Inner West Independent

Promised potties undelivered at Newtown park

Locals have often found themselves asking where the toilets are at Camperdown Memorial Rest Park. Photo: Wikimedia

By ALLISON HORE 

If you’ve ever found yourself busting for the loo at Camperdown Memorial Park in Newtown you’ve probably found yourself wondering, why aren’t there toilets here? 

Liz Atkins, a Greens candidate in the upcoming Inner West Council elections, is asking the same thing. 

In late 2018 the Inner West council unveiled a plan to reduce “anti-social behaviour” at the Newtown park. This followed a series of community complaints reports quoted residents around the park complaining of the park being “used as a pub” “with escalating levels of underage drinking, drug use, threats of violence and public defecation.” 

The plan involved the construction of public toilets among other measures. A budget for the project was allocated, and construction on the toilets was set to begin in 2019. 

However, come 2021, work on the promised toilets hasn’t even begun.

Ms. Atkins has started a petition for the promised public toilets to be installed in the park. She says all the important research and consultation into the issue has been done, so she cannot understand what is so hard about putting in the toilet block at this stage. 

“There was a motion by Pauline Lockie and Louise Steer, and the council agreed,” she said.

“They said it would be built in 2019, I guess we all know COVID happened but there was plenty of construction during COVID, I can’t see a reason why it would be delayed.”

Who gives a crap?

According to the National Public Toilet Map, created as part of the Australian government’s continence program, the nearest public toilets to Camperdown Memorial Park are in the Newtown library and at Newtown station. These toilets are not available 24 hours a day, and in the case of the station, can only be used by passengers who have tapped on.

Keeping it up in the air: a performer at the Newtown Festival, held in the loo-less park.

Park users often have to head to a nearby pub to relieve themselves. However, with COVID-19 restrictions in place, usually these toilets are only available for customers.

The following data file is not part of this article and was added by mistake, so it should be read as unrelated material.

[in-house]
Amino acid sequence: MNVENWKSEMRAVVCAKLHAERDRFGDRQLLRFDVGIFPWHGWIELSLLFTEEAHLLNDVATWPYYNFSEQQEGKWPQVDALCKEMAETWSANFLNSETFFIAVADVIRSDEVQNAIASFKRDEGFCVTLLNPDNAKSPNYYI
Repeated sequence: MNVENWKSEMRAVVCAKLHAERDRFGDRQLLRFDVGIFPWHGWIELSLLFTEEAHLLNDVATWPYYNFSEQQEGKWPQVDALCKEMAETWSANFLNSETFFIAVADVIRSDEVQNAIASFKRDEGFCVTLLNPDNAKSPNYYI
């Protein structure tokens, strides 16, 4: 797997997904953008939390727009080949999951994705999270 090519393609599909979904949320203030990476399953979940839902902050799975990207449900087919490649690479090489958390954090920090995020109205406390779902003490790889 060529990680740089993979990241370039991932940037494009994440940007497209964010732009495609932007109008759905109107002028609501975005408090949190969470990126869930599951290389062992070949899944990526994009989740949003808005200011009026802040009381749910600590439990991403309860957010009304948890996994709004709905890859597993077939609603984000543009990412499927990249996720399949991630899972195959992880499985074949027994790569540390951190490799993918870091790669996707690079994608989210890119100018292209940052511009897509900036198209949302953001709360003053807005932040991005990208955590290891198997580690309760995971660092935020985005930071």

“Lots of people don’t want to go to the pub to use the toilet, especially with little kids. And with COVID restrictions you can’t always go to the pub just to use the toilet,” she said.

“There’s all sorts of issues across the board with public toilets in the Inner West, but especially in the Damun ward.”

As well as the public safety plan for the park, the Inner West Council has developed a Public Toilet Strategy which sets the best practice design guidelines for public toilet facilities on council properties and lays out a strategy for upgrading existing facilities and building new ones. Council hoped the strategy would “deliver public toilets which are best practice in public toilet design, hygiene, safety and maintenance.” 

Noted in the strategy was the toilet block planned for Camperdown Memorial Rest Park.  

Despite the public showing their support for the strategy, progress on its approval and adoption has stalled since the public engagement period closed in July last year. 68 percent of the people who responded to the council’s survey said they supported the public toilet strategy; the remaining 32 percent were unsure or neutral about the plan.

“We live in a great part of the world, it’s already quite an attractive place to live, but it could be more attractive,” Liz Atkins said.

“But issues like public toilets and tree canopy, are some of the things that have got me interested in running for council.”

Ms. Atkin’s petition for the toilet block to be built in the back can be signed online.

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